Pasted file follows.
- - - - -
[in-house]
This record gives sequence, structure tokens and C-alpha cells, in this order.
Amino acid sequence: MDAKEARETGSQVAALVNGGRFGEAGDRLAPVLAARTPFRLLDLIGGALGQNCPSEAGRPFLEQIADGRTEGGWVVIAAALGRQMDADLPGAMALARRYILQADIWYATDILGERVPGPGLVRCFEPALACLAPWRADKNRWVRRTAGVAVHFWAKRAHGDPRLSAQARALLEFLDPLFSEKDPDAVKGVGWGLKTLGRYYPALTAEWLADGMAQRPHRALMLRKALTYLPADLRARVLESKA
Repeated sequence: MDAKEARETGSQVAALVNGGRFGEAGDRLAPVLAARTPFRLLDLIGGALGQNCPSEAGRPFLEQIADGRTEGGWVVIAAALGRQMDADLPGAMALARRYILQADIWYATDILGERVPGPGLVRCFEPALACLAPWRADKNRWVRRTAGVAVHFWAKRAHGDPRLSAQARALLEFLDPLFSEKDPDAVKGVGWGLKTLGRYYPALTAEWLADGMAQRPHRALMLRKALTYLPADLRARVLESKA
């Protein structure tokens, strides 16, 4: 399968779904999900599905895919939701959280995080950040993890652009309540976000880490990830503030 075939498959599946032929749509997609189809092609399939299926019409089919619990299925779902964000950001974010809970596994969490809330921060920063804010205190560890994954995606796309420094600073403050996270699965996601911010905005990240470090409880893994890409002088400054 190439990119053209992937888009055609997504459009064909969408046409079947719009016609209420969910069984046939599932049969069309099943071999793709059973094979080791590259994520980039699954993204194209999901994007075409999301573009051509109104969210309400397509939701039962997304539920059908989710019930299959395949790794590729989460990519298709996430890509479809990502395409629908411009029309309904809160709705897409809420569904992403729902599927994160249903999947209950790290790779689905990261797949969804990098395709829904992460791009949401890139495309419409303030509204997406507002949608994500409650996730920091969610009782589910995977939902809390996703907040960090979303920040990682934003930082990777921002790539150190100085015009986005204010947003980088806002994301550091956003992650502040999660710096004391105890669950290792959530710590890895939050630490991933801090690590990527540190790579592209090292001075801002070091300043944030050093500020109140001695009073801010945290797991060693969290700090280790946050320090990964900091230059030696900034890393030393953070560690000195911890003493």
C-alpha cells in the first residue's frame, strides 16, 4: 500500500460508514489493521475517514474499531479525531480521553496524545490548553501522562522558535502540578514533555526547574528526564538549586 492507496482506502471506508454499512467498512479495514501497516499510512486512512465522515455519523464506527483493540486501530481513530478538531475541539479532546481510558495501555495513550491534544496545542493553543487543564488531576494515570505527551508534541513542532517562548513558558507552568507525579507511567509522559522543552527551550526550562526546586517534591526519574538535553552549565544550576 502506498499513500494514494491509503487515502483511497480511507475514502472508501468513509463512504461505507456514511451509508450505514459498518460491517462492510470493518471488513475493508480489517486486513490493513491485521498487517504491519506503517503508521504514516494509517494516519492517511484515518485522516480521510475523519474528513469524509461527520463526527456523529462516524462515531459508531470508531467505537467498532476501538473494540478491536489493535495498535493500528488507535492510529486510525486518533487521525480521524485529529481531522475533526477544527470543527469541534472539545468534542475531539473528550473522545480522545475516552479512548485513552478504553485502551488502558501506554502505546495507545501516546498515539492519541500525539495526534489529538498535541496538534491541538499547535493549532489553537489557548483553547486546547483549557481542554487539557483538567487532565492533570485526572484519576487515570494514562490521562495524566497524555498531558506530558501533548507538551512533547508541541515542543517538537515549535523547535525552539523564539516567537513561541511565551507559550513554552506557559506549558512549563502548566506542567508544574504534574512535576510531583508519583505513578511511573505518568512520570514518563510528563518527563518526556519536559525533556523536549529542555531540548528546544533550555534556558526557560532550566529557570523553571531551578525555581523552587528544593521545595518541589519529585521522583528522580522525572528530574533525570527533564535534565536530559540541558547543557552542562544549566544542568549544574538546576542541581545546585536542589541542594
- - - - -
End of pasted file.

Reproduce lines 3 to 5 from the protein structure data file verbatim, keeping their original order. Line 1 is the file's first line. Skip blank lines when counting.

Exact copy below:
Amino acid sequence: MDAKEARETGSQVAALVNGGRFGEAGDRLAPVLAARTPFRLLDLIGGALGQNCPSEAGRPFLEQIADGRTEGGWVVIAAALGRQMDADLPGAMALARRYILQADIWYATDILGERVPGPGLVRCFEPALACLAPWRADKNRWVRRTAGVAVHFWAKRAHGDPRLSAQARALLEFLDPLFSEKDPDAVKGVGWGLKTLGRYYPALTAEWLADGMAQRPHRALMLRKALTYLPADLRARVLESKA
Repeated sequence: MDAKEARETGSQVAALVNGGRFGEAGDRLAPVLAARTPFRLLDLIGGALGQNCPSEAGRPFLEQIADGRTEGGWVVIAAALGRQMDADLPGAMALARRYILQADIWYATDILGERVPGPGLVRCFEPALACLAPWRADKNRWVRRTAGVAVHFWAKRAHGDPRLSAQARALLEFLDPLFSEKDPDAVKGVGWGLKTLGRYYPALTAEWLADGMAQRPHRALMLRKALTYLPADLRARVLESKA
């Protein structure tokens, strides 16, 4: 399968779904999900599905895919939701959280995080950040993890652009309540976000880490990830503030 075939498959599946032929749509997609189809092609399939299926019409089919619990299925779902964000950001974010809970596994969490809330921060920063804010205190560890994954995606796309420094600073403050996270699965996601911010905005990240470090409880893994890409002088400054 190439990119053209992937888009055609997504459009064909969408046409079947719009016609209420969910069984046939599932049969069309099943071999793709059973094979080791590259994520980039699954993204194209999901994007075409999301573009051509109104969210309400397509939701039962997304539920059908989710019930299959395949790794590729989460990519298709996430890509479809990502395409629908411009029309309904809160709705897409809420569904992403729902599927994160249903999947209950790290790779689905990261797949969804990098395709829904992460791009949401890139495309419409303030509204997406507002949608994500409650996730920091969610009782589910995977939902809390996703907040960090979303920040990682934003930082990777921002790539150190100085015009986005204010947003980088806002994301550091956003992650502040999660710096004391105890669950290792959530710590890895939050630490991933801090690590990527540190790579592209090292001075801002070091300043944030050093500020109140001695009073801010945290797991060693969290700090280790946050320090990964900091230059030696900034890393030393953070560690000195911890003493």